Approximately 1.3 million people die on the world’s roads each year, while tens of millions of others are injured or disabled. Over 90 per cent of these deaths occur in low and middle-income countries.*

Motor vehicle accidents can occur anywhere, but in places where road conditions are poor and quality medical services are scarce, your chances of survival plummet without medically-led assistance.      

Hector’s story …

Hector Brouwer de Koning was working in the United Arab Emirates (UAE) as a site project manager for a global engineering, construction and consulting company. The site was about 100 miles from Abu Dhabi – literally in the desert. Hector and the team were living in a makeshift camp during the construction phase and had to drive to a nearby town to do their shopping.

"On the way back to camp one night, a bank of fog suddenly settled on the road, making visibility poor. We were driving about 50 miles an hour when we hit the fog and didn't see a tanker-truck stalled in the middle of the road. We crashed into it head-on and were all seriously injured."

It took two hours for the local emergency service to extract the three passengers from the wreckage before they were taken to the nearest hospital, almost two hours away.

Once at the hospital, the International SOS Assistance Centre was called. Hector had eight broken ribs, a perforated lung, a broken leg and both of his wrists were broken along with his upper arm. He needed treatment that the hospital could not provide. In consultation with International SOS physicians it was agreed Hector needed to be evacuated from the UAE and taken back to the USA.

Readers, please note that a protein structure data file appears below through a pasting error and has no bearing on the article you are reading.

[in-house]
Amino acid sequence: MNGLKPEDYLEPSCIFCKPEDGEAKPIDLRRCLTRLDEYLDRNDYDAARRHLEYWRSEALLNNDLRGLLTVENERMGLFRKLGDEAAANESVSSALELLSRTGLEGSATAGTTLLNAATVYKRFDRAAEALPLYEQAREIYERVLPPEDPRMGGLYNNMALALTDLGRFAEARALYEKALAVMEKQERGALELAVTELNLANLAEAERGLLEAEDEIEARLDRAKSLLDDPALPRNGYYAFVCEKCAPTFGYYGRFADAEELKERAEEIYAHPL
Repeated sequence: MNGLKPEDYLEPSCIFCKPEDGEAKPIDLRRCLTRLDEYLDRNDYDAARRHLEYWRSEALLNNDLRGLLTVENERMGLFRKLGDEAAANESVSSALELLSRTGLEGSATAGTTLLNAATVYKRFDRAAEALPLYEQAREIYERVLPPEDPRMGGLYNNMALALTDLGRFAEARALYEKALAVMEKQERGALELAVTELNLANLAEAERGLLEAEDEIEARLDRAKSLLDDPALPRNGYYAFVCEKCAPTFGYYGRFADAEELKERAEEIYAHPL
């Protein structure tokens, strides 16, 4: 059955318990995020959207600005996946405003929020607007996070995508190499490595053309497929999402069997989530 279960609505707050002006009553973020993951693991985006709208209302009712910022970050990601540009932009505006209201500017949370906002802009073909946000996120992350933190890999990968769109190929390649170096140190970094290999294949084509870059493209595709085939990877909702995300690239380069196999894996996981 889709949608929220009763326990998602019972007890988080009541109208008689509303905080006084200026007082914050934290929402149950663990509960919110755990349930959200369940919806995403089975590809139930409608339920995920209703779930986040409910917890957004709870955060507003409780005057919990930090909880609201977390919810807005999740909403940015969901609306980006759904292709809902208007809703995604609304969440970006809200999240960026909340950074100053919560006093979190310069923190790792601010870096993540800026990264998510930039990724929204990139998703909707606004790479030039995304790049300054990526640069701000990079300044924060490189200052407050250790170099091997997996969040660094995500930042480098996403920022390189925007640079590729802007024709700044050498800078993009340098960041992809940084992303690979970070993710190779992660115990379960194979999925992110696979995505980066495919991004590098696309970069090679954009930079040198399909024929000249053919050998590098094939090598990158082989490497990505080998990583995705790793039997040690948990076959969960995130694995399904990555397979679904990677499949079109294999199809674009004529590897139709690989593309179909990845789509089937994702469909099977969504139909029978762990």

International SOS stepped in to arrange everything for Hector’s journey, which included bringing his wife and an International SOS doctor to UAE to accompany him on the long and painful flight home.   

"The doctors that International SOS arranged for me were great," Hector said. “They met my wife at Zurich airport and flew to Abu Dhabi to meet me."

With numerous broken bones, Hector needed to remain immobilised for the 26-hour trip back to the USA. This required special in-flight arrangements, including an inflated stretcher to cushion shaking and bumping.

"International SOS arranged for a whole section of seats to be blocked off for our stretcher on the commercial flight home, and arranged for a private hospital jet to take us from Atlanta airport home to Kansas City. They took care of all immigration documentation while we were transferred to the private jet, and then had an ambulance meet us at Kansas City airport to take us to hospital.”

Getting home was just the start of Hector’s long road to recovery, but one year and 13 surgeries later he had fully recovered and returned to work. He has since accepted a new overseas assignment in India.

 “Knowing that International SOS is always there ready to take action, I'm confident I'm in good hands anywhere my company sends me."

  

* WHO Global Status Report on Road Safety 2009